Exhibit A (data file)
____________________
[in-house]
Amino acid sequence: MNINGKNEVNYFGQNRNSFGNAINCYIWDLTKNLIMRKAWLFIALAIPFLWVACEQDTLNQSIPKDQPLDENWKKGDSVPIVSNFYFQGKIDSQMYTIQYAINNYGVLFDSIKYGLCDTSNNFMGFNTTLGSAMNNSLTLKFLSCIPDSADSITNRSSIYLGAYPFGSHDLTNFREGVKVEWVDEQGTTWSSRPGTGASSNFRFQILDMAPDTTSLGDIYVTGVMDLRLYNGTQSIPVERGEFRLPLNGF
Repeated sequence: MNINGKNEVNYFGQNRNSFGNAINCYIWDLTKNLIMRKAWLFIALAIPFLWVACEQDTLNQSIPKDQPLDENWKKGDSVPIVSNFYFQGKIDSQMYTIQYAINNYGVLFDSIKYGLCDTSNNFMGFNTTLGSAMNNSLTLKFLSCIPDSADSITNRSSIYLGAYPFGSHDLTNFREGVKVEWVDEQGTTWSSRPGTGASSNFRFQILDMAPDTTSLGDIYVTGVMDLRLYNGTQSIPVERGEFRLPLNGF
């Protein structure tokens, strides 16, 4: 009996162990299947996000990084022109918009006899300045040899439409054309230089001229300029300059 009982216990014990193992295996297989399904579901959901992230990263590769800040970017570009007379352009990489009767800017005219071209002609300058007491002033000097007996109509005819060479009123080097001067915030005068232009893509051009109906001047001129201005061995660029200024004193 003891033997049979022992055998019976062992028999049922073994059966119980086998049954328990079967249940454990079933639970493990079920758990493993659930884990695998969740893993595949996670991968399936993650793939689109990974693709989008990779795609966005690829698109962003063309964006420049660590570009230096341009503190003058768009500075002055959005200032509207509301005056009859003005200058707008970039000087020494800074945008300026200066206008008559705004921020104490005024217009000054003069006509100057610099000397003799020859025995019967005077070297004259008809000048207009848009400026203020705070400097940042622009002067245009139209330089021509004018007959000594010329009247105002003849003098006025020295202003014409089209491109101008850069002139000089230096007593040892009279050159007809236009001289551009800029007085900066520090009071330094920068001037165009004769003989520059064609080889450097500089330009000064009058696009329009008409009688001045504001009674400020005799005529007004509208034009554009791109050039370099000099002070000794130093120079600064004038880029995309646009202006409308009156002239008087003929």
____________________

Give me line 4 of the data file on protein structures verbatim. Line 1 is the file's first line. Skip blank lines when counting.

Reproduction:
């Protein structure tokens, strides 16, 4: 009996162990299947996000990084022109918009006899300045040899439409054309230089001229300029300059 009982216990014990193992295996297989399904579901959901992230990263590769800040970017570009007379352009990489009767800017005219071209002609300058007491002033000097007996109509005819060479009123080097001067915030005068232009893509051009109906001047001129201005061995660029200024004193 003891033997049979022992055998019976062992028999049922073994059966119980086998049954328990079967249940454990079933639970493990079920758990493993659930884990695998969740893993595949996670991968399936993650793939689109990974693709989008990779795609966005690829698109962003063309964006420049660590570009230096341009503190003058768009500075002055959005200032509207509301005056009859003005200058707008970039000087020494800074945008300026200066206008008559705004921020104490005024217009000054003069006509100057610099000397003799020859025995019967005077070297004259008809000048207009848009400026203020705070400097940042622009002067245009139209330089021509004018007959000594010329009247105002003849003098006025020295202003014409089209491109101008850069002139000089230096007593040892009279050159007809236009001289551009800029007085900066520090009071330094920068001037165009004769003989520059064609080889450097500089330009000064009058696009329009008409009688001045504001009674400020005799005529007004509208034009554009791109050039370099000099002070000794130093120079600064004038880029995309646009202006409308009156002239008087003929």